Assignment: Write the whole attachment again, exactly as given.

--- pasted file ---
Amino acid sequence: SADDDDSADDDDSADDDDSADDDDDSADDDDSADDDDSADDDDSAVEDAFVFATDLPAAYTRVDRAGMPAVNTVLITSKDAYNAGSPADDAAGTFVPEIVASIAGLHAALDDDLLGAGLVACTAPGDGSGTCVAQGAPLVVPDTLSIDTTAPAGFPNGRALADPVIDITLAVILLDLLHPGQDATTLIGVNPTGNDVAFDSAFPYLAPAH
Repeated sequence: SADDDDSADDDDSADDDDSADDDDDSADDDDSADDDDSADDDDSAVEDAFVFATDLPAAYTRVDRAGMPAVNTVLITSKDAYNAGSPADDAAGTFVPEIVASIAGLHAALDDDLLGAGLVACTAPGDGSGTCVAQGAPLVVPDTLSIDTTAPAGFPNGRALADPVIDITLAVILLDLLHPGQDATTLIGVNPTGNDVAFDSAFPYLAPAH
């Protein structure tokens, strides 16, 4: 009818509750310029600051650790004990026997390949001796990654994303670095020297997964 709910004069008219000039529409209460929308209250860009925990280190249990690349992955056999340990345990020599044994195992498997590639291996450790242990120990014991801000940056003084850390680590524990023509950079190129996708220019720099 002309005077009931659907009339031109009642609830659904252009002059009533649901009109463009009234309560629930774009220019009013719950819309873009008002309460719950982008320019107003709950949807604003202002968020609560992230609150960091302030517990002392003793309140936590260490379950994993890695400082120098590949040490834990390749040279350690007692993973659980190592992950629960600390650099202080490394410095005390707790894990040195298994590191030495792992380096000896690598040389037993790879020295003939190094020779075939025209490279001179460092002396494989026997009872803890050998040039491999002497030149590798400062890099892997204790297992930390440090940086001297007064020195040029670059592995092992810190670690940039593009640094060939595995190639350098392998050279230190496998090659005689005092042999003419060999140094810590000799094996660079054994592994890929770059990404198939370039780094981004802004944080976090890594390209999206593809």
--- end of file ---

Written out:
Amino acid sequence: SADDDDSADDDDSADDDDSADDDDDSADDDDSADDDDSADDDDSAVEDAFVFATDLPAAYTRVDRAGMPAVNTVLITSKDAYNAGSPADDAAGTFVPEIVASIAGLHAALDDDLLGAGLVACTAPGDGSGTCVAQGAPLVVPDTLSIDTTAPAGFPNGRALADPVIDITLAVILLDLLHPGQDATTLIGVNPTGNDVAFDSAFPYLAPAH
Repeated sequence: SADDDDSADDDDSADDDDSADDDDDSADDDDSADDDDSADDDDSAVEDAFVFATDLPAAYTRVDRAGMPAVNTVLITSKDAYNAGSPADDAAGTFVPEIVASIAGLHAALDDDLLGAGLVACTAPGDGSGTCVAQGAPLVVPDTLSIDTTAPAGFPNGRALADPVIDITLAVILLDLLHPGQDATTLIGVNPTGNDVAFDSAFPYLAPAH
């Protein structure tokens, strides 16, 4: 009818509750310029600051650790004990026997390949001796990654994303670095020297997964 709910004069008219000039529409209460929308209250860009925990280190249990690349992955056999340990345990020599044994195992498997590639291996450790242990120990014991801000940056003084850390680590524990023509950079190129996708220019720099 002309005077009931659907009339031109009642609830659904252009002059009533649901009109463009009234309560629930774009220019009013719950819309873009008002309460719950982008320019107003709950949807604003202002968020609560992230609150960091302030517990002392003793309140936590260490379950994993890695400082120098590949040490834990390749040279350690007692993973659980190592992950629960600390650099202080490394410095005390707790894990040195298994590191030495792992380096000896690598040389037993790879020295003939190094020779075939025209490279001179460092002396494989026997009872803890050998040039491999002497030149590798400062890099892997204790297992930390440090940086001297007064020195040029670059592995092992810190670690940039593009640094060939595995190639350098392998050279230190496998090659005689005092042999003419060999140094810590000799094996660079054994592994890929770059990404198939370039780094981004802004944080976090890594390209999206593809």